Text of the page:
To Miss With Love, By Katharine Birbalsingh

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The Independent Culture

Katharine Birbalsingh is the deputy head whose observations on South London schools in her blog, and at the Conservative Party conference, put her under pressure to resign from a Streatham "Academy". You needn't agree with her views, or how they were publicised, to call this over-reaction. And this fictionalised re-creation – borrowing its title from ER Braithwaite's To Sir, With Love (1959) – will be pored over for political significance.

Braithwaite's novel – its main character was called Rick Braithwaite – attacked the bigotry of pupils and teachers, and had a romantic sub-plot. Birbalsingh's novel is the diary of "Snuffy", an English teacher who spends more time controlling her charges than teaching them. It follows a school year. It too has a romantic sub-plot: the strain on Snuffy's marriage to "Liberal" (Birbalsingh is not married – and she taught French, not English). But the main focus is on the psychological warfare in classroom and staffroom.

Where Braithwaite was cool and acerbic, Birbalsingh is upbeat, chipper. Apart from the irritating and sub-Bunyanesque names she gives the teachers and taught (Furious, Seething, Deranged, Ms Alternative, Mr Hadenough), it's a breezy read. Mr Hadenough (who has a parallel in Braithwaite, a Mr Hackman) is the archetype of all young teachers at the end of their tether. ("They won't listen. They won't fucking do what we say!") In addition to having to deal with fights, with thefts, with crowd control, they have to mark through their evenings. Teachers in Snuffy's "Ordinary School" would be astonished by the visit Braithwaite pays to elderly friends, who tell him "Don't fall into the habit of bringing work home", after which "Never again did I take notebooks home for marking". Braithwaite would likewise be amazed at how Ordinary School's teachers live in constant fear of OFSTED, and its ever-imminent arrival. OFSTED grades schools from 1 to 5. To be graded 3 is to be "satisfactory" and, as Hadenough remarks, "Only in teaching is 'satisfactory' unsatisfactory". Birnalbaugh captures well the paranoid effect produced by targets. Ditto the formulaic planning of lessons.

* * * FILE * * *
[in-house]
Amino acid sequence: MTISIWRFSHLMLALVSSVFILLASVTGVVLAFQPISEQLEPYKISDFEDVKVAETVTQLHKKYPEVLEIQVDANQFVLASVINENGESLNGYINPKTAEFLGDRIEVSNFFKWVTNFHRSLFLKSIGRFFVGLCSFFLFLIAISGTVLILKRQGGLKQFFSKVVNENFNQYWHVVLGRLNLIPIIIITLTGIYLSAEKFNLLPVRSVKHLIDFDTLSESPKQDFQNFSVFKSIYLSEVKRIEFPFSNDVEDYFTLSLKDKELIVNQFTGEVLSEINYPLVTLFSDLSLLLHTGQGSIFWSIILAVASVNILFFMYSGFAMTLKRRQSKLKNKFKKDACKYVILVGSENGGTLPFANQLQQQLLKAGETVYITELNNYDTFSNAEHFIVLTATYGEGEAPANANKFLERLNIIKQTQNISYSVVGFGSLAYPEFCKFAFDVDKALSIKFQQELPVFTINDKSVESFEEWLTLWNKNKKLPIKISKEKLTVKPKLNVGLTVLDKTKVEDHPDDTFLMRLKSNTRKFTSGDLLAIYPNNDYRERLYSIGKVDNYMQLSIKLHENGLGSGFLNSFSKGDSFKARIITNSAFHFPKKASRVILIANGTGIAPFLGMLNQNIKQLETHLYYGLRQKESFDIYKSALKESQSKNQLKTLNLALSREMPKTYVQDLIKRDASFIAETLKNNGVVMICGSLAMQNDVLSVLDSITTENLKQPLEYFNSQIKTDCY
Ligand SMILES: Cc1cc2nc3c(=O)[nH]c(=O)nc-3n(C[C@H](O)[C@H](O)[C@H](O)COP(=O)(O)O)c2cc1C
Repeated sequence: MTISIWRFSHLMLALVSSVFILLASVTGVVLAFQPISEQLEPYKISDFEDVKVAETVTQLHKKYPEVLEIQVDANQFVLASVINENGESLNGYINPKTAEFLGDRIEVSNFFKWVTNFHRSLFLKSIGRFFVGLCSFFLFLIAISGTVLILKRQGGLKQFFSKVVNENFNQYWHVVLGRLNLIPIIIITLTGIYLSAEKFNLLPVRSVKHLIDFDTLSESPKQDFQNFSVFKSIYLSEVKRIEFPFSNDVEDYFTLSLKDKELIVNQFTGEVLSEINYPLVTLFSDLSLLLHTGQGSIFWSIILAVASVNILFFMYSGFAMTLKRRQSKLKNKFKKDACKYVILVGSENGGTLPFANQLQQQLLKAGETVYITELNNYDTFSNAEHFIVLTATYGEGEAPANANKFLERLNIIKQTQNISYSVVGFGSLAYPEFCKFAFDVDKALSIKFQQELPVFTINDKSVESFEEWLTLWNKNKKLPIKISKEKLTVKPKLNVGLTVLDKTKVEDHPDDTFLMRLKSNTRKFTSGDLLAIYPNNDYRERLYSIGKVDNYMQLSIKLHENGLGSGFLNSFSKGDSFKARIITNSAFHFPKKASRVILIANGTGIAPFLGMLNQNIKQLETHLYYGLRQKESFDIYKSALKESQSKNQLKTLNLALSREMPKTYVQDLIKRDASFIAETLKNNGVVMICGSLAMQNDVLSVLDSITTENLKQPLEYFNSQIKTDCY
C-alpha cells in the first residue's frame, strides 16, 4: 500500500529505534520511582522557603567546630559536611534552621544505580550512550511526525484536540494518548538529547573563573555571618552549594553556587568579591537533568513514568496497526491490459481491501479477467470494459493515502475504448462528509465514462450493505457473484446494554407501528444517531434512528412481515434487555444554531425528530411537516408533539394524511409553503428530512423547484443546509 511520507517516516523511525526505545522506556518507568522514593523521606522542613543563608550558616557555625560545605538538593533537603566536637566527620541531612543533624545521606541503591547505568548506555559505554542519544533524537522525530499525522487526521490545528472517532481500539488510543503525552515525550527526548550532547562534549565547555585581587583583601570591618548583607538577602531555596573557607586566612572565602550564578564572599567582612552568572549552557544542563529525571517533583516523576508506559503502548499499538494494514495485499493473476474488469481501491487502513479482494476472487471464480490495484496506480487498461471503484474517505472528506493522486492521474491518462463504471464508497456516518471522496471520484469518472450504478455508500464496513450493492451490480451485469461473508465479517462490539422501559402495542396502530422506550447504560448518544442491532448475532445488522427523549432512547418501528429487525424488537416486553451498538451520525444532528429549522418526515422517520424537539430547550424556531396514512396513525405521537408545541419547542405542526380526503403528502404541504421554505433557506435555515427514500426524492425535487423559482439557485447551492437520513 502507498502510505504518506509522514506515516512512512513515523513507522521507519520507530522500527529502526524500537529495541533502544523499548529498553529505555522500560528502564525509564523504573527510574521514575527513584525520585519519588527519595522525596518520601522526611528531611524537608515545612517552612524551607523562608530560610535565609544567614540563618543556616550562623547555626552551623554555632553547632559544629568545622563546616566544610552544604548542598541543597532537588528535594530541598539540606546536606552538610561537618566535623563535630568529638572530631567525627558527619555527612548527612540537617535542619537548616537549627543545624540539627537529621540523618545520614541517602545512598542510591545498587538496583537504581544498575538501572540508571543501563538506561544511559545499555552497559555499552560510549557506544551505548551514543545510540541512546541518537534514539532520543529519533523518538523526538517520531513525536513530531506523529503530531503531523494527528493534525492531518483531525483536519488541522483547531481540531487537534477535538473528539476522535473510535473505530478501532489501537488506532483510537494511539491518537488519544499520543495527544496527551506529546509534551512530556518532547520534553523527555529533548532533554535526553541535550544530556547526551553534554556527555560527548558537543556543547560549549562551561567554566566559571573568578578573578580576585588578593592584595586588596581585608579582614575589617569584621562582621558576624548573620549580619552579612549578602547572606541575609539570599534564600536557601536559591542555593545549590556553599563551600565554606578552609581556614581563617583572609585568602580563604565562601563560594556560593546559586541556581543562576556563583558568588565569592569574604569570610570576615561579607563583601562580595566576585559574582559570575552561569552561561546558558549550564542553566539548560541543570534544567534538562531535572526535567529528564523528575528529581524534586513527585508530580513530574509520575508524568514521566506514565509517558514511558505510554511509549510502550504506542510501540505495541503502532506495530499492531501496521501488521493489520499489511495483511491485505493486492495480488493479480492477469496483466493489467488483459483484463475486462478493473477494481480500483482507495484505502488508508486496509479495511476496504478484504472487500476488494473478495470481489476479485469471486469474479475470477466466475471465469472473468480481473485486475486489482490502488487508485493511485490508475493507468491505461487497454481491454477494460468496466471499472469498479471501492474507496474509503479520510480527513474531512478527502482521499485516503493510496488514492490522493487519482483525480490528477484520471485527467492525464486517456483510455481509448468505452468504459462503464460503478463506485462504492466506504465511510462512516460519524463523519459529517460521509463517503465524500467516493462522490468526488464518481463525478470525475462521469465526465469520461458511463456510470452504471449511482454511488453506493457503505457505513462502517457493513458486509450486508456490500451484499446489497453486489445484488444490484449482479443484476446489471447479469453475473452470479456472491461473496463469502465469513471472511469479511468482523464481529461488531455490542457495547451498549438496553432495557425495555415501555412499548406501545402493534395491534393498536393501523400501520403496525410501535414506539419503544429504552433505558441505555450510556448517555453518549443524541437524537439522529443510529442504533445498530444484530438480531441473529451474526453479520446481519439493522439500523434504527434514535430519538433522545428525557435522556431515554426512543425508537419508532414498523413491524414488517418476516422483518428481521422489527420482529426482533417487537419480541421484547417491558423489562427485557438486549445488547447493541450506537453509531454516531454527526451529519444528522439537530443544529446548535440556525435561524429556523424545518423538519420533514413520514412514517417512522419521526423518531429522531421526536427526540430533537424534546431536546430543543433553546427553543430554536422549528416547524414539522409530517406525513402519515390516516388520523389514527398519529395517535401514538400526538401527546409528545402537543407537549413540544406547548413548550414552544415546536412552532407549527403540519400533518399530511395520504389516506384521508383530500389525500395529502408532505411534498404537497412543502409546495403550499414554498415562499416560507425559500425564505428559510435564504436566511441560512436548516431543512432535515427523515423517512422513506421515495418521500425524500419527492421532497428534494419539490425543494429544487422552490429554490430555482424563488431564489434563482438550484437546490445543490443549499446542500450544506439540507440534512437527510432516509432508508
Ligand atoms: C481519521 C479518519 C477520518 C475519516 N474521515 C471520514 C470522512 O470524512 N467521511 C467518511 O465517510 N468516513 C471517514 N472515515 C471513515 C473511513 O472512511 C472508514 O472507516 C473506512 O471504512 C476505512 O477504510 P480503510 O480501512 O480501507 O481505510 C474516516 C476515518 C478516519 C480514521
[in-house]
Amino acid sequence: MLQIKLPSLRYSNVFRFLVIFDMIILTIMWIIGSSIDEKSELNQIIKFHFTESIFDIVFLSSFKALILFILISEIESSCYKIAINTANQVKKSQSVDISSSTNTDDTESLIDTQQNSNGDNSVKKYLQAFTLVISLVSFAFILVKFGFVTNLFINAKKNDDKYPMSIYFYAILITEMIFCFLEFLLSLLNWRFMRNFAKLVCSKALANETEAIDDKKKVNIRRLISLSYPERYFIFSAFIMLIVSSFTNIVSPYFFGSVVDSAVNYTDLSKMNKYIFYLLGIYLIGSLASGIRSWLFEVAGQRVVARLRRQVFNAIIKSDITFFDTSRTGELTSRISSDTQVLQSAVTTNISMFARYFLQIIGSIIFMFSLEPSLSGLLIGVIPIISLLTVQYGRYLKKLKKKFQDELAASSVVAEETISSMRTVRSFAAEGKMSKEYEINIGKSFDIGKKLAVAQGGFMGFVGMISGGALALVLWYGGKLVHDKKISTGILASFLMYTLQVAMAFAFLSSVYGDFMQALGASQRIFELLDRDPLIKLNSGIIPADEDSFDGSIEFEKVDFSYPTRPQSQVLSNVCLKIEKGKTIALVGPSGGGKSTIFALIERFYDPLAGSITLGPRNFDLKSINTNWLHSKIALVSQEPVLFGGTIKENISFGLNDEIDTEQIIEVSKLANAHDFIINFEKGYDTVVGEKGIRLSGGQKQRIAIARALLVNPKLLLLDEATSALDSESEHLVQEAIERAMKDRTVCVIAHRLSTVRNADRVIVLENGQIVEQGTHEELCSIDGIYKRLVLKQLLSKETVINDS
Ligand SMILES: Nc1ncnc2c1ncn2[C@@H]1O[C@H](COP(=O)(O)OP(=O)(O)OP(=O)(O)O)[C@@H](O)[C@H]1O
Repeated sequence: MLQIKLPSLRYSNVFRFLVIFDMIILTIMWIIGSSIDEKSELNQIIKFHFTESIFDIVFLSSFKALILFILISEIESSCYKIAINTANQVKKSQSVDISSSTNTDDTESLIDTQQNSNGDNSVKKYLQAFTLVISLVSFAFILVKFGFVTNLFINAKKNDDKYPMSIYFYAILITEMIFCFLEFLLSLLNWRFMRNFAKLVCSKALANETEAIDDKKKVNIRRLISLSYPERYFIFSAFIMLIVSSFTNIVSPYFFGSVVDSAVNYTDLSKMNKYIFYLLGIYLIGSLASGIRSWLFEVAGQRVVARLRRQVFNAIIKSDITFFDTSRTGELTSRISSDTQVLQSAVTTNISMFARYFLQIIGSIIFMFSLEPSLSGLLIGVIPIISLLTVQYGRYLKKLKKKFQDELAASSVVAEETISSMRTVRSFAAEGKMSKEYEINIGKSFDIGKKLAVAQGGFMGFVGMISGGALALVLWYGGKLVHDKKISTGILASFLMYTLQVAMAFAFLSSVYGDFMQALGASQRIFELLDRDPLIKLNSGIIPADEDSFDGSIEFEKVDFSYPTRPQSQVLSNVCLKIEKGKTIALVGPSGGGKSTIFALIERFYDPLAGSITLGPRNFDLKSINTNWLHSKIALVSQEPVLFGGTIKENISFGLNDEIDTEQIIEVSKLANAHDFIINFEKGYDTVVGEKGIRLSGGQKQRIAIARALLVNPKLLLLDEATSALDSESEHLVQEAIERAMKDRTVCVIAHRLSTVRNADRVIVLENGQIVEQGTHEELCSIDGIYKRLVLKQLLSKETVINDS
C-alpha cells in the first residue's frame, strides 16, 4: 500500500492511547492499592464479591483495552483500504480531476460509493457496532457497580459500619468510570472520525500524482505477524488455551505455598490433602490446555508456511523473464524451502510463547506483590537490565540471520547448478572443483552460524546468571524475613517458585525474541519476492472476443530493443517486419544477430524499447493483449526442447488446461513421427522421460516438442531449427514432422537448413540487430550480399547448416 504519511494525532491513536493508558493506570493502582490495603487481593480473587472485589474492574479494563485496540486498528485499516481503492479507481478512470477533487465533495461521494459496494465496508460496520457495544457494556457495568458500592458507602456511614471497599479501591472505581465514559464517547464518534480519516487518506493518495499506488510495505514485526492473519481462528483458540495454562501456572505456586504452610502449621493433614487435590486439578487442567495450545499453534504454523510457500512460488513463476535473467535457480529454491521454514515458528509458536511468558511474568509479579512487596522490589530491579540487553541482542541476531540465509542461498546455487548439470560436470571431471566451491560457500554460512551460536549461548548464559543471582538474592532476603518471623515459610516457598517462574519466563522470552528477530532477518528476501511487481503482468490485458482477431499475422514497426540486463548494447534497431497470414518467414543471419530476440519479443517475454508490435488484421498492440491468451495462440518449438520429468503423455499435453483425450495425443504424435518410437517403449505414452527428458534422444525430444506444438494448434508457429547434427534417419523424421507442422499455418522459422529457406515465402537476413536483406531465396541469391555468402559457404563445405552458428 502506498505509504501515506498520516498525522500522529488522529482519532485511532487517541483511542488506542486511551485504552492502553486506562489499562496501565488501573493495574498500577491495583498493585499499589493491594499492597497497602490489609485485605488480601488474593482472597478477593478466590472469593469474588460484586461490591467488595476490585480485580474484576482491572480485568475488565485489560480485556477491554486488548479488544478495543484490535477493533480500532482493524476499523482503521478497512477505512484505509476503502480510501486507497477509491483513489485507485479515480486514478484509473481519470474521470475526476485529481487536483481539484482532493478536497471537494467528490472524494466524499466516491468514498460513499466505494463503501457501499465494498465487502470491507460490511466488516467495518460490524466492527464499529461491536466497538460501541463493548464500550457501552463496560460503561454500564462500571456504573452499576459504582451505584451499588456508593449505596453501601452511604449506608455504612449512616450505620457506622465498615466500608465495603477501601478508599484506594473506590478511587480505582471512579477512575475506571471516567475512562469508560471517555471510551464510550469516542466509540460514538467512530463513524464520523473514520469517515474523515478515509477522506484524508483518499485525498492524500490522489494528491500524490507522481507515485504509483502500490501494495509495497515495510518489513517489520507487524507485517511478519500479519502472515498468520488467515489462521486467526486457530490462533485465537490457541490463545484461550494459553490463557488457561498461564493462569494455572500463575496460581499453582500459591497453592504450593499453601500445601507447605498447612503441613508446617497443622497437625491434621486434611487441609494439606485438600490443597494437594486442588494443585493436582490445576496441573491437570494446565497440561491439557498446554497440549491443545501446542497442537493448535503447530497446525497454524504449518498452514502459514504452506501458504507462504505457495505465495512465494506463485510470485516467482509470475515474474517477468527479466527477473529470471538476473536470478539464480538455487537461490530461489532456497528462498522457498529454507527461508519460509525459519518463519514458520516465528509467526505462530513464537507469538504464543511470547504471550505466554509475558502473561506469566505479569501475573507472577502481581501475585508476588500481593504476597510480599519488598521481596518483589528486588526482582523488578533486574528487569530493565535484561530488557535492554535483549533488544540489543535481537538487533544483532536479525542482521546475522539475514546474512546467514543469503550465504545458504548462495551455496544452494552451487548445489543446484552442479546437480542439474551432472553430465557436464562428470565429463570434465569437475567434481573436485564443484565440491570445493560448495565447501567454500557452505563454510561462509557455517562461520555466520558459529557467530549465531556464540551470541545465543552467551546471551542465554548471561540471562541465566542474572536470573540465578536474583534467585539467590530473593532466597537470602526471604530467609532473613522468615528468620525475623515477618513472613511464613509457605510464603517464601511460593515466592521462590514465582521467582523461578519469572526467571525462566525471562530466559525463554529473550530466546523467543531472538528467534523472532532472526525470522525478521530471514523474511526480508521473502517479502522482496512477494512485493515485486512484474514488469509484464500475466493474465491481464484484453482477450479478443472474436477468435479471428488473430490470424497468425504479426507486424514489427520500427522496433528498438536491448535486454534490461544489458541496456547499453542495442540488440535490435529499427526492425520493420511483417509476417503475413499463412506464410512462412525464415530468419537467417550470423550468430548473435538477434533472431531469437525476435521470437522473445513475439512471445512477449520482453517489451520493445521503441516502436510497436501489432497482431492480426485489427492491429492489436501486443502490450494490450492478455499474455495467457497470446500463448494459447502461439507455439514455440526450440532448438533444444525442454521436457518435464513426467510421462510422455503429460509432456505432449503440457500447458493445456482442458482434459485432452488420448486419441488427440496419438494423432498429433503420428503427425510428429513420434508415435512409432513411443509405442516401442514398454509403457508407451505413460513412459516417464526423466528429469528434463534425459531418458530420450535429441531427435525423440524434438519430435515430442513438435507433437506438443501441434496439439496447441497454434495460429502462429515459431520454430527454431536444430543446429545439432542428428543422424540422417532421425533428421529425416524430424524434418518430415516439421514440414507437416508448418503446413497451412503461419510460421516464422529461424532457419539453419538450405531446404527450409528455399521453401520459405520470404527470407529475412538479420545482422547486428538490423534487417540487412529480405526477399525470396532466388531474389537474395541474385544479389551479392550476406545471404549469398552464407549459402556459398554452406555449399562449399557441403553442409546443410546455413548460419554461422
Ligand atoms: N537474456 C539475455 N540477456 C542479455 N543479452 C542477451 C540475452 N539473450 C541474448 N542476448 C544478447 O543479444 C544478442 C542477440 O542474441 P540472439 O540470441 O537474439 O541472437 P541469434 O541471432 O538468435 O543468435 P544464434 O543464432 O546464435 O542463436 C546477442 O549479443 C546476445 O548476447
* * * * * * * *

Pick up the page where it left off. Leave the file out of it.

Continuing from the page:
Snuffy/Birnalbaugh wants "benchmarking" (public announcements of marks to encourage competition), an ethos which enforces exclusions, an end to institutional pussyfooting for fear of allegations of racism. She admires the politeness of children in well-disciplined schools, often private ones. She is generalising.

Schools do not live outside society; they live in it. Ordinary's star student is a dedicated Guyanan boy she calls Stoic. That he is Guyanan seems a conscious nod to Braithwaite, also Guyanan, and horrified by the lack of work ethic he found in English schools. Stoic fails to get into Oxford. Snuffy blames the school: "We haven't taught you to believe in yourself". Private school kids, she adds, have been told, repeatedly, that life owes them "wonderful surprises". Ergo, their confidence is greater.

And here, in this challenging and spirited book, is where Birbalsingh and I part company, and where free-schoolers and entrepreneurs will rush in. Private schools are nests of privilege and protectionism. Society – big or otherwise – let Stoic down. Yet Birbalsingh, plainly an inspiring teacher, deserves to be read, perhaps especially by Kenneth Baker and Chris Woodhead.